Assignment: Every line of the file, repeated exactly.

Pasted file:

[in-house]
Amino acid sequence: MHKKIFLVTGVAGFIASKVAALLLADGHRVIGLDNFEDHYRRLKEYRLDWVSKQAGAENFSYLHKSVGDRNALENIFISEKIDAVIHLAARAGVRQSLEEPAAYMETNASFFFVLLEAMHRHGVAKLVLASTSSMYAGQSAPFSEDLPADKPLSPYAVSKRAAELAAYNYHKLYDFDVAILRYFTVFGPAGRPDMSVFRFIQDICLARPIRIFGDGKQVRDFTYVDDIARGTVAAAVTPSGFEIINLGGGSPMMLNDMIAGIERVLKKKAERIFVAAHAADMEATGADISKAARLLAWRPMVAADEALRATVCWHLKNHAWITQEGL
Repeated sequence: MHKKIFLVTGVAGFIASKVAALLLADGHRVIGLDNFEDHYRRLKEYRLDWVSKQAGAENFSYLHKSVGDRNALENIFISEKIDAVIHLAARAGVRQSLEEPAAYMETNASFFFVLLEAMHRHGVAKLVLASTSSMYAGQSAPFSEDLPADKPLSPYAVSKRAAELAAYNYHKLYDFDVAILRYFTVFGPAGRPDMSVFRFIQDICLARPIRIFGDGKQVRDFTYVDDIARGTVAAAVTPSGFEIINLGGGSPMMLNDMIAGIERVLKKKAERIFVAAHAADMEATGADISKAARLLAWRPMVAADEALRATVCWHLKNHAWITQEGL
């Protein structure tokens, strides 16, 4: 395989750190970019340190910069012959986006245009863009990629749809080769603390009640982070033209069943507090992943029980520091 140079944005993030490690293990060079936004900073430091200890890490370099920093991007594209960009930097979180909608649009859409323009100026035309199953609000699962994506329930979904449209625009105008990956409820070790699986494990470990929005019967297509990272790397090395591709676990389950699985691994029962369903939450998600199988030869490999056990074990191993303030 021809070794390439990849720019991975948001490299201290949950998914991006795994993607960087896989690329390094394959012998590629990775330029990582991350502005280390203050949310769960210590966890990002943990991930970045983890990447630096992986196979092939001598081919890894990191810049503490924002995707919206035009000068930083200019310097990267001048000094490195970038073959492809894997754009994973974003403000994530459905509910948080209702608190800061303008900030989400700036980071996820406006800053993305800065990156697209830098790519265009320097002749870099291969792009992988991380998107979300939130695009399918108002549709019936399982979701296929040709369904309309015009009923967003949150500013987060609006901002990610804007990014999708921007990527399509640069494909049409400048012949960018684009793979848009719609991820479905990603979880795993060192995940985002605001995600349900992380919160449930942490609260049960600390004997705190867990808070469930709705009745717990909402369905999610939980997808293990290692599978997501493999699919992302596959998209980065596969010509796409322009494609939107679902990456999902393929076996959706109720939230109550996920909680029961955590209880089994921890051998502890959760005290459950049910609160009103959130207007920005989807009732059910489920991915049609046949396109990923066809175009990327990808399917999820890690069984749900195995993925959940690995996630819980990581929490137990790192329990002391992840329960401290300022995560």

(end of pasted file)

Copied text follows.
[in-house]
Amino acid sequence: MHKKIFLVTGVAGFIASKVAALLLADGHRVIGLDNFEDHYRRLKEYRLDWVSKQAGAENFSYLHKSVGDRNALENIFISEKIDAVIHLAARAGVRQSLEEPAAYMETNASFFFVLLEAMHRHGVAKLVLASTSSMYAGQSAPFSEDLPADKPLSPYAVSKRAAELAAYNYHKLYDFDVAILRYFTVFGPAGRPDMSVFRFIQDICLARPIRIFGDGKQVRDFTYVDDIARGTVAAAVTPSGFEIINLGGGSPMMLNDMIAGIERVLKKKAERIFVAAHAADMEATGADISKAARLLAWRPMVAADEALRATVCWHLKNHAWITQEGL
Repeated sequence: MHKKIFLVTGVAGFIASKVAALLLADGHRVIGLDNFEDHYRRLKEYRLDWVSKQAGAENFSYLHKSVGDRNALENIFISEKIDAVIHLAARAGVRQSLEEPAAYMETNASFFFVLLEAMHRHGVAKLVLASTSSMYAGQSAPFSEDLPADKPLSPYAVSKRAAELAAYNYHKLYDFDVAILRYFTVFGPAGRPDMSVFRFIQDICLARPIRIFGDGKQVRDFTYVDDIARGTVAAAVTPSGFEIINLGGGSPMMLNDMIAGIERVLKKKAERIFVAAHAADMEATGADISKAARLLAWRPMVAADEALRATVCWHLKNHAWITQEGL
């Protein structure tokens, strides 16, 4: 395989750190970019340190910069012959986006245009863009990629749809080769603390009640982070033209069943507090992943029980520091 140079944005993030490690293990060079936004900073430091200890890490370099920093991007594209960009930097979180909608649009859409323009100026035309199953609000699962994506329930979904449209625009105008990956409820070790699986494990470990929005019967297509990272790397090395591709676990389950699985691994029962369903939450998600199988030869490999056990074990191993303030 021809070794390439990849720019991975948001490299201290949950998914991006795994993607960087896989690329390094394959012998590629990775330029990582991350502005280390203050949310769960210590966890990002943990991930970045983890990447630096992986196979092939001598081919890894990191810049503490924002995707919206035009000068930083200019310097990267001048000094490195970038073959492809894997754009994973974003403000994530459905509910948080209702608190800061303008900030989400700036980071996820406006800053993305800065990156697209830098790519265009320097002749870099291969792009992988991380998107979300939130695009399918108002549709019936399982979701296929040709369904309309015009009923967003949150500013987060609006901002990610804007990014999708921007990527399509640069494909049409400048012949960018684009793979848009719609991820479905990603979880795993060192995940985002605001995600349900992380919160449930942490609260049960600390004997705190867990808070469930709705009745717990909402369905999610939980997808293990290692599978997501493999699919992302596959998209980065596969010509796409322009494609939107679902990456999902393929076996959706109720939230109550996920909680029961955590209880089994921890051998502890959760005290459950049910609160009103959130207007920005989807009732059910489920991915049609046949396109990923066809175009990327990808399917999820890690069984749900195995993925959940690995996630819980990581929490137990790192329990002391992840329960401290300022995560």